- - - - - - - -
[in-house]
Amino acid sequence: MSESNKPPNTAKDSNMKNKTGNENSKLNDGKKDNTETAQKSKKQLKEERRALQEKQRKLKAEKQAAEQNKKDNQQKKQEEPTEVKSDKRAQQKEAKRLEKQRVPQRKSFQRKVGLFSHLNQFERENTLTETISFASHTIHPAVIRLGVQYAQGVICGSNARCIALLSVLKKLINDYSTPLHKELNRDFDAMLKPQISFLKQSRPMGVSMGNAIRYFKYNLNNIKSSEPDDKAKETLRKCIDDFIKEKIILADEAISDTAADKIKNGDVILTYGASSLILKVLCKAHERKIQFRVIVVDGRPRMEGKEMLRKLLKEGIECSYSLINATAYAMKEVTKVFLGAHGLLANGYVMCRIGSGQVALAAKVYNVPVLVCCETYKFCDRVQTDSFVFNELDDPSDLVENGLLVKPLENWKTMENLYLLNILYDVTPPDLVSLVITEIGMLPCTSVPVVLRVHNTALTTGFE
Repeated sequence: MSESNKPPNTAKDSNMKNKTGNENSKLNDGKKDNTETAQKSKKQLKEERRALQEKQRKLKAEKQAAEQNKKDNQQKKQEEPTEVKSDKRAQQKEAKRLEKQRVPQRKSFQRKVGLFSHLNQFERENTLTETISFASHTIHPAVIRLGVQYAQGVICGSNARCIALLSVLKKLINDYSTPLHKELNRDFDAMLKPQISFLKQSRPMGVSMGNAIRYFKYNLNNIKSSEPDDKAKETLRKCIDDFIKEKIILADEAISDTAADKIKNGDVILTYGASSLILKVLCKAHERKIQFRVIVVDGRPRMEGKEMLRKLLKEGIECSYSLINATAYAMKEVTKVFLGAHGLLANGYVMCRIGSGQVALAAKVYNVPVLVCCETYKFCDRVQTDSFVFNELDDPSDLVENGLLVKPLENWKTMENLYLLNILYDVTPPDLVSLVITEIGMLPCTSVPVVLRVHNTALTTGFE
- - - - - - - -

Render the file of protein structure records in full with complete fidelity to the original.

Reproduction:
[in-house]
Amino acid sequence: MSESNKPPNTAKDSNMKNKTGNENSKLNDGKKDNTETAQKSKKQLKEERRALQEKQRKLKAEKQAAEQNKKDNQQKKQEEPTEVKSDKRAQQKEAKRLEKQRVPQRKSFQRKVGLFSHLNQFERENTLTETISFASHTIHPAVIRLGVQYAQGVICGSNARCIALLSVLKKLINDYSTPLHKELNRDFDAMLKPQISFLKQSRPMGVSMGNAIRYFKYNLNNIKSSEPDDKAKETLRKCIDDFIKEKIILADEAISDTAADKIKNGDVILTYGASSLILKVLCKAHERKIQFRVIVVDGRPRMEGKEMLRKLLKEGIECSYSLINATAYAMKEVTKVFLGAHGLLANGYVMCRIGSGQVALAAKVYNVPVLVCCETYKFCDRVQTDSFVFNELDDPSDLVENGLLVKPLENWKTMENLYLLNILYDVTPPDLVSLVITEIGMLPCTSVPVVLRVHNTALTTGFE
Repeated sequence: MSESNKPPNTAKDSNMKNKTGNENSKLNDGKKDNTETAQKSKKQLKEERRALQEKQRKLKAEKQAAEQNKKDNQQKKQEEPTEVKSDKRAQQKEAKRLEKQRVPQRKSFQRKVGLFSHLNQFERENTLTETISFASHTIHPAVIRLGVQYAQGVICGSNARCIALLSVLKKLINDYSTPLHKELNRDFDAMLKPQISFLKQSRPMGVSMGNAIRYFKYNLNNIKSSEPDDKAKETLRKCIDDFIKEKIILADEAISDTAADKIKNGDVILTYGASSLILKVLCKAHERKIQFRVIVVDGRPRMEGKEMLRKLLKEGIECSYSLINATAYAMKEVTKVFLGAHGLLANGYVMCRIGSGQVALAAKVYNVPVLVCCETYKFCDRVQTDSFVFNELDDPSDLVENGLLVKPLENWKTMENLYLLNILYDVTPPDLVSLVITEIGMLPCTSVPVVLRVHNTALTTGFE